Asee peer logo

Teaching The Principles And Practice Of Uncertainty In The Undergraduate Laboratory

Download Paper |


2001 Annual Conference


Albuquerque, New Mexico

Publication Date

June 24, 2001

Start Date

June 24, 2001

End Date

June 27, 2001



Page Count


Page Numbers

6.959.1 - 6.959.8

Permanent URL

Download Count


Request a correction

Paper Authors

author page

Sheldon Jeter

Download Paper |

NOTE: The first page of text has been automatically extracted and included below in lieu of an abstract

Session 2526

Teaching the Principles and Practice of Uncertainty in the Undergraduate Laboratory

Sheldon M. Jeter

Georgia Institute of Technology


Uncertainty is the estimate of the confidence interval for a measurement. Some reasonable estimate of the uncertainty is almost always necessary. For one example, an estimate of the uncertainty is necessary to assess the reliability of measured data for use in design or analysis. An uncertainty estimate is also needed to evaluate the confidence interval when the measured value is to be compared with another measurement or with an empirical or theoretical model. Indeed, an idea of at least the order of magnitude of the uncertainty is needed merely to identify the least significant digit in the measurement so that the proper number of significant digits can be reported.

Clearly, undergraduate engineering students need instruction and practice with uncertainty. This need may be accentuated in the current curriculum because this topic may on longer be given as much or as consistent emphasis as was prevalent in traditional undergraduate science courses. This paper describes the general presentation of instruction on uncertainty in an undergraduate laboratory sequence at Georgia Tech with particular attention to several experiments that emphasize the principles of uncertainly.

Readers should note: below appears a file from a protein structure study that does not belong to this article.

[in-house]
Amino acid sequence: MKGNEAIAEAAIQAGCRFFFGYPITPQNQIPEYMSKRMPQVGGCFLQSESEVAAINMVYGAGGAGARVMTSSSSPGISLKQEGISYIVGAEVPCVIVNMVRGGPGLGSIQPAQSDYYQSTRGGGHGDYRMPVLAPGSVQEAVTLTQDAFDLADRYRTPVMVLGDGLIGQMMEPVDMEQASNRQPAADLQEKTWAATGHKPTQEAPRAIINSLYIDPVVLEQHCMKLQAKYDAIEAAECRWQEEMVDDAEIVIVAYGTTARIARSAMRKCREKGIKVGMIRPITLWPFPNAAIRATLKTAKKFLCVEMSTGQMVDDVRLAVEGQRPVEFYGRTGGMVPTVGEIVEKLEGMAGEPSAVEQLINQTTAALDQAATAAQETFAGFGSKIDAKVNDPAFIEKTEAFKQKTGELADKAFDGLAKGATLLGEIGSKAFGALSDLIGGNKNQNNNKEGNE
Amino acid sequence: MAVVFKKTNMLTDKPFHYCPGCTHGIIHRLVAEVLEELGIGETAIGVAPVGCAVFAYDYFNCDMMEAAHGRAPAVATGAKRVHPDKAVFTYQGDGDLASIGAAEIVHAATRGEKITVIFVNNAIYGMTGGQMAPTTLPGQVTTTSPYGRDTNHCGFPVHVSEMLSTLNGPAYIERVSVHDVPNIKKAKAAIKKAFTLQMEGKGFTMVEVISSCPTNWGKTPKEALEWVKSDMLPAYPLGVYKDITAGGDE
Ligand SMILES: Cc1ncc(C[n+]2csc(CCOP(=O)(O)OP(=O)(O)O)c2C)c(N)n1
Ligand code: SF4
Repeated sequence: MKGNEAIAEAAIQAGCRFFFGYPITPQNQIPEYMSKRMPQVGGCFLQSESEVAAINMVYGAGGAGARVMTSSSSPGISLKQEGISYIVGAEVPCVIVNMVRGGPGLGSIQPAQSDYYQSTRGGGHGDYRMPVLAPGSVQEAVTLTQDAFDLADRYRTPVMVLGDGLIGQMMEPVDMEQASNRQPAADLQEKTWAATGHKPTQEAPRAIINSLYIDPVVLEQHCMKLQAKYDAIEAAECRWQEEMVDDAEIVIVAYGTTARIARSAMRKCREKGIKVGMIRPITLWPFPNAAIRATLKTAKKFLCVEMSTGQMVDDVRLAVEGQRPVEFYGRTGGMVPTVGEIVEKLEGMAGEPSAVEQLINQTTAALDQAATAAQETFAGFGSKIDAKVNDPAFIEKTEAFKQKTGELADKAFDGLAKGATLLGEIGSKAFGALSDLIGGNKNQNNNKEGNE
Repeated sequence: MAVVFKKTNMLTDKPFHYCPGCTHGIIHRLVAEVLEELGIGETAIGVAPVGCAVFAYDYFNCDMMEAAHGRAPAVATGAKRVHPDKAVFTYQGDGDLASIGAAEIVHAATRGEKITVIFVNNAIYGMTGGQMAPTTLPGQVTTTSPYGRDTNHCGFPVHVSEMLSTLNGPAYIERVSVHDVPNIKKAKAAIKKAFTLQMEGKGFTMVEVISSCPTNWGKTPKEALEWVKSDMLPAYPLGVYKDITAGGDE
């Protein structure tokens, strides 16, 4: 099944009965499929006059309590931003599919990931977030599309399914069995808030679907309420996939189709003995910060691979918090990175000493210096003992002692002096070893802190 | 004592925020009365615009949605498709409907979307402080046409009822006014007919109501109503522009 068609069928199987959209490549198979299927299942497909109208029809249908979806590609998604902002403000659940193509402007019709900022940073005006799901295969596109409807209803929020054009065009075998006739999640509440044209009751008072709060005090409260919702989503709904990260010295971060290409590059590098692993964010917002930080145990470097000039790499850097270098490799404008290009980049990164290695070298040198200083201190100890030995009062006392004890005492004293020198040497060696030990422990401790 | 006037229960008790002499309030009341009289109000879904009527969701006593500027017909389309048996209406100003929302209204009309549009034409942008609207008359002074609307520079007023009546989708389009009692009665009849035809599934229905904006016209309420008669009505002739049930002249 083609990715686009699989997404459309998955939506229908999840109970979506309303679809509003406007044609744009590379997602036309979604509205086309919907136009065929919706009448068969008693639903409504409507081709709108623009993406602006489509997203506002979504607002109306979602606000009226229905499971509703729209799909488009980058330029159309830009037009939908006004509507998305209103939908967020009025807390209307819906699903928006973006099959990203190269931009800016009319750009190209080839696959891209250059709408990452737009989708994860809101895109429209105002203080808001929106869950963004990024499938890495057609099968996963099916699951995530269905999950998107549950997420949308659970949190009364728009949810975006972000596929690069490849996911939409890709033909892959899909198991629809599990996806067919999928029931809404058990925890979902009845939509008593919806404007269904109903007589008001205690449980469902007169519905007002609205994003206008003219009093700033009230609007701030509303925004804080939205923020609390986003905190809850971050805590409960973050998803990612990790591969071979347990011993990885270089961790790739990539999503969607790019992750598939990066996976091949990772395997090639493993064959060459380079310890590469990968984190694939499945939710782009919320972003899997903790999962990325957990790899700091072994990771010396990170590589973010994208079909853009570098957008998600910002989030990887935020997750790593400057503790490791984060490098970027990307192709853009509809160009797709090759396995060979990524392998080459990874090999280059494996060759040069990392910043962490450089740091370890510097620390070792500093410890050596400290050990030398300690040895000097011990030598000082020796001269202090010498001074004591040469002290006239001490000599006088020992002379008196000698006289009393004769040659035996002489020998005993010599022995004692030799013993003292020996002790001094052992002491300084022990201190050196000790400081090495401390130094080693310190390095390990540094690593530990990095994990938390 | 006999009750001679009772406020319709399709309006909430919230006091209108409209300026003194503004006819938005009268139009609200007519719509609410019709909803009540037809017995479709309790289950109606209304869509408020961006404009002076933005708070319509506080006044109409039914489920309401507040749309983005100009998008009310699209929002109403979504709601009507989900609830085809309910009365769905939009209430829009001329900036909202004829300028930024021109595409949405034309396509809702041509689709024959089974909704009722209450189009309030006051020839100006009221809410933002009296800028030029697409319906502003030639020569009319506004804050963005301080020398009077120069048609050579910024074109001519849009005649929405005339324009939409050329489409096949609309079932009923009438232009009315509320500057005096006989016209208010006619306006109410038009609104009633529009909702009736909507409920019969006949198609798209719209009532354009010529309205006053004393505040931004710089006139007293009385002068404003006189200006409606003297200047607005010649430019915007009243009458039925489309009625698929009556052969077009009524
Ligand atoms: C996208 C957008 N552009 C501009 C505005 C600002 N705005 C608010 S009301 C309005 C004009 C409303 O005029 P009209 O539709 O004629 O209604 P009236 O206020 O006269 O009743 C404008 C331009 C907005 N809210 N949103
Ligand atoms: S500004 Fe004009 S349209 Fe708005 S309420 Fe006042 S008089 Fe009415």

The terminology and principles adopted in the mechanical engineering undergraduate laboratory sequence are based on the concepts adopted by the ISO (1995). A consistent presentation of these ideas is also available in a technical note by Taylor and Kuyatt (1994). The note also includes helpful explanations and examples. The latter report is available online in full and summary versions. Both online versions are excellent and handy resources for students. This paper and the presentation to students described herein do not pretend to present any new concepts. Instead the goal of this paper is to describe one approach to teaching the concepts of uncertainty. Some empirical examples to reinforce the ideas are also presented. Overall this paper describes an approach to education about uncertainty that attempts to be systematic and consistent with the pertinent publications and general understanding.

One of the salient features of the new approach to uncertainty is the use of the unified and clearly defined term uncertainty itself. In the past, the terms accuracy and precision were usually employed. Accuracy referred to the closeness to the presumed true value, and precision referred to the repeatability of measurements. These commonplace terms were easily confused. Introducing a word that is fresher in this context along with explicit original definitions for its use is a great improvement in clarity. Another advantage is semantic. It is easily confusing to say “increasing the accuracy” when it is meant that the confidence interval is decreased. In contrast, saying that the “uncertainty is increased” is consistent with increasing the confidence interval.

Proceedings of the 2001 American Society for Engineering Education Annual Conference & Exposition Copyright  2001, American Society for Engineering Education

Jeter, S. (2001, June), Teaching The Principles And Practice Of Uncertainty In The Undergraduate Laboratory Paper presented at 2001 Annual Conference, Albuquerque, New Mexico.

ASEE holds the copyright on this document. It may be read by the public free of charge. Authors may archive their work on personal websites or in institutional repositories with the following citation: © 2001 American Society for Engineering Education. Other scholars may excerpt or quote from these materials with the same citation. When excerpting or quoting from Conference Proceedings, authors should, in addition to noting the ASEE copyright, list all the original authors and their institutions and name the host city of the conference. - Last updated April 1, 2015